Victorian Cooking

Georgian Cookbook: Gooseberry Fool

To be fair, gooseberry fool is a recipe that’s never gone away. The recipe I started with is Georgian, but I could easily have picked a Tudor one. Unlike last week’s pickled limes, this is yummy and so, so easy.

First, here’s Hannah Glasse’s recipe from The Art of Cookery Made Plain and Easy (1747):

Take two quarts of gooseberries, set them on the fire in about a quart of water; when they begin to simmer, and turn yellow, and begin to plump, throw them into a cullendar to drain the water out; then with the back of a spoon carefully squeeze the pulp, throw the sieve into a dish, make them pretty sweet, and let them stand till they are cold. In the mean time take two quarts of new milk, and the yolks of four eggs, beat up with a little grated nutmeg, stir it softly over s slow fire, and when it begins to simmer, take it off, and by degrees stir in the gooseberries, let it stand till it is cold, and serve it up. If you make it with cream, you need not put any eggs in; and if it is not thick enough, it is only boiling more gooseberries; but that you must do as you think proper.” – Hannah Glasse

Before We Begin:

Instead of going full method, I recommend eschewing the fire in favor of your stove. I used 300 g of gooseberries because that’s what I had, but 400 g would probably be more authentic. I don’t have a sweet tooth, so I might use a bit less sugar next time. Perhaps stick with the 70 g, at least the first time you make this. If you can’t get gooseberries, any reasonably tart berry would do. I bet raspberries would work particularly well.

Ingredients:

Since I’m not a society hostess, I reduced the ingredients down to make four fools.

  • 300-400 g of gooseberries, topped and tailed
  • 70 g of caster sugar, plus 1 tbsp extra set aside
  • 200 ml of double cream
300g gooseberries. You’re supposed to use fresh but these were from a can.

Method:

Place the gooseberries and 70 g of sugar in a saucepan and place over medium heat.

Sugary gooseberries

Simmer until the gooseberries start to soften and break down, which should take around 10 minutes.

Remove from the heat and allow to cool. Add remaining 1 tablespoon of sugar to the cream and lightly whip until thickened, but not too stiff. Mash the cooled gooseberries, and swirl through the cream with a spoon. Being me, I totally forgot to swirl and mixed mine thoroughly, which is why they look like this:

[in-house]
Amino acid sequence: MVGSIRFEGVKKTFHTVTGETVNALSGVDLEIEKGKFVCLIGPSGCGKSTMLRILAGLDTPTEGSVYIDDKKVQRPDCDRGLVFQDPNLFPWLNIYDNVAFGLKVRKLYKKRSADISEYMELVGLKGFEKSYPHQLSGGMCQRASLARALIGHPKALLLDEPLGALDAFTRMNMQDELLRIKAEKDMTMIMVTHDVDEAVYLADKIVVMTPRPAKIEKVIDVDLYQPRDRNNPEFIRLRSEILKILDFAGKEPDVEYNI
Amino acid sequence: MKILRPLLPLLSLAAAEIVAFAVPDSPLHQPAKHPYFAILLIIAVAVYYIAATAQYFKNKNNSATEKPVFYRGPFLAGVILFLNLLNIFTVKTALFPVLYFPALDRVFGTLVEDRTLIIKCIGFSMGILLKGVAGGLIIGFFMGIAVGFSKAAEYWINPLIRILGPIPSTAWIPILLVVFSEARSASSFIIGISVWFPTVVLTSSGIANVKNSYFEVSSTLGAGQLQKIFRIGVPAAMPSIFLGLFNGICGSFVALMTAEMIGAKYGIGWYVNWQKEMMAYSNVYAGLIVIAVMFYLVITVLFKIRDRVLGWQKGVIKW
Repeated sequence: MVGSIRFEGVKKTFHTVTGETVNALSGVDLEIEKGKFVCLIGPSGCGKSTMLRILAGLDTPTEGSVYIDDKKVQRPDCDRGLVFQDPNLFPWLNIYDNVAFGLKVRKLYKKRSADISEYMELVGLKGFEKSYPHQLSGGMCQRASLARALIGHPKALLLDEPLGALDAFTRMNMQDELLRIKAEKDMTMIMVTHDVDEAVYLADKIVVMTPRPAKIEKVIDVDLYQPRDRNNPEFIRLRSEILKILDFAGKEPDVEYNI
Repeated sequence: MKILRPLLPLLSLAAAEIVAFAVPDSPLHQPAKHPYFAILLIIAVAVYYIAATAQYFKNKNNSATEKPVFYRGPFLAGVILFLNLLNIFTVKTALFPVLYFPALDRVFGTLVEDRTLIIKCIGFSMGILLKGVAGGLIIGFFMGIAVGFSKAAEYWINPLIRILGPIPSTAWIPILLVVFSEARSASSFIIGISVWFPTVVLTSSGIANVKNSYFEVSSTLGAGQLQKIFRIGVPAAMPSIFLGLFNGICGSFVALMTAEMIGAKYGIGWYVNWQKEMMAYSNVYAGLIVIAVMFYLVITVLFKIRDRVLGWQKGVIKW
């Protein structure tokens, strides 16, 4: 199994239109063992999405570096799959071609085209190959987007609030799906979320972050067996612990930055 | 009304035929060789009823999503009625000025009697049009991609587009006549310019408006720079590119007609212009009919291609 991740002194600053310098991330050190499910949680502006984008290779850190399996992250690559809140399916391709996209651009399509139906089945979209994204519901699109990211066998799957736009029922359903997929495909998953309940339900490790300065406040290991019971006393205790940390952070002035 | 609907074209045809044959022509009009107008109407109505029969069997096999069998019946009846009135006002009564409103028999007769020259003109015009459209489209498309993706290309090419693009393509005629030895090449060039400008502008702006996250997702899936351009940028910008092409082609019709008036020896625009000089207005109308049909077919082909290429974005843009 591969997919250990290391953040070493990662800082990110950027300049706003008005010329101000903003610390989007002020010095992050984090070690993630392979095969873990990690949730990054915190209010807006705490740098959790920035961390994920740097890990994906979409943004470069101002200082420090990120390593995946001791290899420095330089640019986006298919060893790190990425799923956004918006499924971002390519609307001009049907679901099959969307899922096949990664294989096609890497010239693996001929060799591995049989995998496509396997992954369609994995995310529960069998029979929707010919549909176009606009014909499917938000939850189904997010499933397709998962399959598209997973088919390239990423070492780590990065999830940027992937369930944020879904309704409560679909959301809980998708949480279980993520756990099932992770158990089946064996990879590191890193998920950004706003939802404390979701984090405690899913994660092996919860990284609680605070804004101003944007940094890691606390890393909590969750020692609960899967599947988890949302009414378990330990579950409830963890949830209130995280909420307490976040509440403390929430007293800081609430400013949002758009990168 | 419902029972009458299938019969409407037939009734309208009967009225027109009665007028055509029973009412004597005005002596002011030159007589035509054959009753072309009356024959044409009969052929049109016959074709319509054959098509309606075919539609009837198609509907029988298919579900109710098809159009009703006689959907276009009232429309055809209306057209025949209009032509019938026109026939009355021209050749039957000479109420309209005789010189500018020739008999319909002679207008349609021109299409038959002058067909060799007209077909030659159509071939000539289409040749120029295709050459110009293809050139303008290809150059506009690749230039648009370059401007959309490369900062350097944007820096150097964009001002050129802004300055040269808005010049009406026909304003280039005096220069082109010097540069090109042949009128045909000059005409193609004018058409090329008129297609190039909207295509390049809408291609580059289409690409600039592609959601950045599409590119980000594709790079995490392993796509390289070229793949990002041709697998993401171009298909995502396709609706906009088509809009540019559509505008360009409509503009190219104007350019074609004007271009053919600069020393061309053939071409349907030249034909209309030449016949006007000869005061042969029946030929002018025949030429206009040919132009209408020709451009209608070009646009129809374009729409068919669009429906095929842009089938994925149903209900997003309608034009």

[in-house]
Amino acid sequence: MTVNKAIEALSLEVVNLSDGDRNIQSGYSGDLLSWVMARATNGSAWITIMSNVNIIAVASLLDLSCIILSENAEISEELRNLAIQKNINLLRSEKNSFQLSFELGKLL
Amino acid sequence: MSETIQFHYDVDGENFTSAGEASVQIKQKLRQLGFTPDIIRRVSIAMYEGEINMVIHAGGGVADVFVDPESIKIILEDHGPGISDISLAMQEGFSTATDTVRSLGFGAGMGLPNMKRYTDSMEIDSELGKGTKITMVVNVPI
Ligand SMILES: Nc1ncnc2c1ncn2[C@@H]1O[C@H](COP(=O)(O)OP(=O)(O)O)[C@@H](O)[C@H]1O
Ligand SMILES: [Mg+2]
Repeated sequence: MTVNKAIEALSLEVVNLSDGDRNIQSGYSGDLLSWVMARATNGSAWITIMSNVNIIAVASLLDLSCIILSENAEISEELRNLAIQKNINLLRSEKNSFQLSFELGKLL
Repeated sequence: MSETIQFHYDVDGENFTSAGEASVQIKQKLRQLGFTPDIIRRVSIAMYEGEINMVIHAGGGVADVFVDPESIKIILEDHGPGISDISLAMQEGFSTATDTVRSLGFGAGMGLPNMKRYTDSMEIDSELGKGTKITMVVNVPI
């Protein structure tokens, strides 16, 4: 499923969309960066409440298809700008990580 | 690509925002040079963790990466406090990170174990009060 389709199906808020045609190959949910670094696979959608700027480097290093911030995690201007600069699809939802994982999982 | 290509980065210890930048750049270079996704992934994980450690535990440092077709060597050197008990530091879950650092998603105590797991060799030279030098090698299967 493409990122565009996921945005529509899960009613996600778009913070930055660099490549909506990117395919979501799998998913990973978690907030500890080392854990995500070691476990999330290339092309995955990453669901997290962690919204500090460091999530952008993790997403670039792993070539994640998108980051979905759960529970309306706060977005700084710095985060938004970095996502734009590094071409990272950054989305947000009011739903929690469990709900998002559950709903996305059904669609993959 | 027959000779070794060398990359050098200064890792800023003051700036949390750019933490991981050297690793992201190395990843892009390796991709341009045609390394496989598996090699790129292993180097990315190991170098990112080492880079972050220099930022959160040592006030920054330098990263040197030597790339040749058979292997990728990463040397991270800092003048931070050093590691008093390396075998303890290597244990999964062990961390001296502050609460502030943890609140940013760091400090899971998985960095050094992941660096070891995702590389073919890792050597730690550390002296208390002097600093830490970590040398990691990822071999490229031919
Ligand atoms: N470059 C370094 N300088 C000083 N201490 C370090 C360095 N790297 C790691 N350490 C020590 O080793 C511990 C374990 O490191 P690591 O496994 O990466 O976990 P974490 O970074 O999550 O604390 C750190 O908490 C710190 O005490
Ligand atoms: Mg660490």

Not as pretty as if I’d remembered to swirl.

Spoon the fool into 4 glasses and chill until ready to serve. The photos don’t do them justice:

The Verdict:

So good! These were light and creamy with a delicate flavor. (If I’d remembered to swirl instead of mix, the contrast of the cream and the tart gooseberries would have been even better.) This really is a lovely dessert and with hardly any effort.

Victorian Cooking

Georgian Cookbook: Bath Buns

This weeks’s recipe is from this book:

Before we even start, let me make it clear that I’ve never baked with yeast before. Never.

And I’m scared.

Here’s what you need for 12 buns:

450 g plain flour

1 tsp salt (not in historical recipe, so leave this out if you’re a purist)

150 g butter

7 g active dried yeast

2 tbsp sugar

1 tbsp caraway seeds

225 ml milk

2 tbsp sugar (for the glaze)

1 tbsp milk (for the glaze)

Now, here’s what you do:

  1. Add the salt to the flour and rub in the butter. Then, sprinkle in the yeast, sugar and caraway seeds.

2. Mix well. Then, warm the milk and stir into the dry ingrediants until you can form a soft dough.

3. Knead for about 10 minutes. I loved this part. Imagine the dough is a person who did you wrong and punch and pummel away. Grind their face against your counter. Drop them repeatedly from a great height. It’s very cathatic.

4. Place ball of dough in a bowl and cover with a cloth and allow to rise in a warm place for 2-3 hours. I meant to take a photograph of the dough before I left it to rise, but I forgot. Luckily, my general incompetence is, I think, part of my charm.

5. Two hours later and, to my utter shock, this is what my smallish ball of dough had become:

Success!

5. Punch the air out of the dough and form into 12 balls. Don’t make them too smooth.

6 of 12

6. Cover with damp towels and allow to rise for another hour.